When Church Membership Is Revoked

I’ve known people who have been asked to leave churches. I’ve had my church membership terminated. The libro de un curso de milagro, and most often, done under circumstances that are suspicious and/or unfair. So what can be done after that happens? It would seem obvious that it is time to look for a new place to worship.

That is easier said than done, especially if membership at the previous church had been held for many years. The healing from whatever happened at the former church needs to take place before joining a new church. It would be advisable to visit many different churches and take the time to evaluate each one before making a decision to join.

An appeal to restore membership may be attempted if there is a desire to remain a part of the congregation. Once again, this depends on circumstances. It also depends a lot on the feelings of all involved. Sometimes, the door is left open for someone to return. Unfortunately, there may be conditions attached to a return that people may not want to do. For example, I know of a person who was told they would have to attend new membership classes if they wanted to rejoin, even though they had been a member previously for a couple of decades. The offer was not taken up. If one side, doesn’t matter which one, is not open to reconciliation, then there is no use in considering restoration.

Keep in mind that churches are public buildings. Revoking of membership only means an individual is no longer counted on the membership rolls, and cannot participate in activities such as church business meetings, singing in the choir, volunteering in the food pantry, etc., that are exclusively for church members. However, churches are traditionally open to all, so people cannot be barred from entering. A person may continue to show up for worship if they so choose, and if they feel comfortable in doing that.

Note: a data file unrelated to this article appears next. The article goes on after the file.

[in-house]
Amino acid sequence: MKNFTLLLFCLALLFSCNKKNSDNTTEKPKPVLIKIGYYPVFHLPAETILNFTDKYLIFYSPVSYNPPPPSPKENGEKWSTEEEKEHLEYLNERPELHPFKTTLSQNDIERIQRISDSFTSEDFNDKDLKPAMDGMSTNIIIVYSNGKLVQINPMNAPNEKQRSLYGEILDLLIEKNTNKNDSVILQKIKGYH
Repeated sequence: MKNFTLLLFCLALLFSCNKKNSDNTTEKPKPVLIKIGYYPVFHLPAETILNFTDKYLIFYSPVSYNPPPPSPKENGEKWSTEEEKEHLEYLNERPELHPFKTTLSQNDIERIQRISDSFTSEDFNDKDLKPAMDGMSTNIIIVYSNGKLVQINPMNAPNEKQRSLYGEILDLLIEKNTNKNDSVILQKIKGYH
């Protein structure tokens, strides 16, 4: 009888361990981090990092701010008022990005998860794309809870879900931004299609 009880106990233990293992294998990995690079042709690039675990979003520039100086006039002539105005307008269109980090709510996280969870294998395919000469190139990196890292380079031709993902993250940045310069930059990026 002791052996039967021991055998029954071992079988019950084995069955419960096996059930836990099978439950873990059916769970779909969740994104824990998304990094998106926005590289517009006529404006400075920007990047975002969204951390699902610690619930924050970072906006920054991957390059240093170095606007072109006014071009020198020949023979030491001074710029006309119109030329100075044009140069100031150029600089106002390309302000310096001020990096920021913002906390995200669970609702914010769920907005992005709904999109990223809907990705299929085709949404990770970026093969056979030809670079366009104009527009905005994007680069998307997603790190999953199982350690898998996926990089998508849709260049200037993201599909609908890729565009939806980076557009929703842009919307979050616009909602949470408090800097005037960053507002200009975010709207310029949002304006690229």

The anger and hurt feelings have to be worked through and placed somewhere. Holding pent up anger is not healthy for people, and unfortunately, depending on what led up to the revocation, being civil may be next to impossible. Understand that forgiveness may be hard to grant for a long time, as well. Some yelling and screaming at the pastor and/or board members may have to be done. Let it out. Write a letter, vent to family and friends, do a hard workout at the gym, clean the house from top to bottom – in short, whatever has to be done to get the heaviest part of the anger off of the heart.

Unfortunately, it may be necessary to end associations with some at the church. In such a situation, there will always be members of the congregation who agreed with the pastor and church board’s decisions. If the church was on the other side of town, it’ll be easier not to run into church leaders and others who still attend there. If the church is located in the neighborhood, the chance of running into someone on the street who voted for the revocation and re-igniting an argument is likely. Being cordial may not be an option, and walking in the other direction and putting people on ignore might have to be done. But if there were good relationships with others at the former church, by all means, keep those lines of communication going.

The subject may even be stickier if one half of a couple was kicked out of the church, while the other is still a member in good standing. The couple could attend separate churches, but most couples would prefer to worship together on Sunday mornings. The couple would have to pray about what action they may take, which might involve the other half of the couple ending their membership and the couple going off to find a church that they both agree on.

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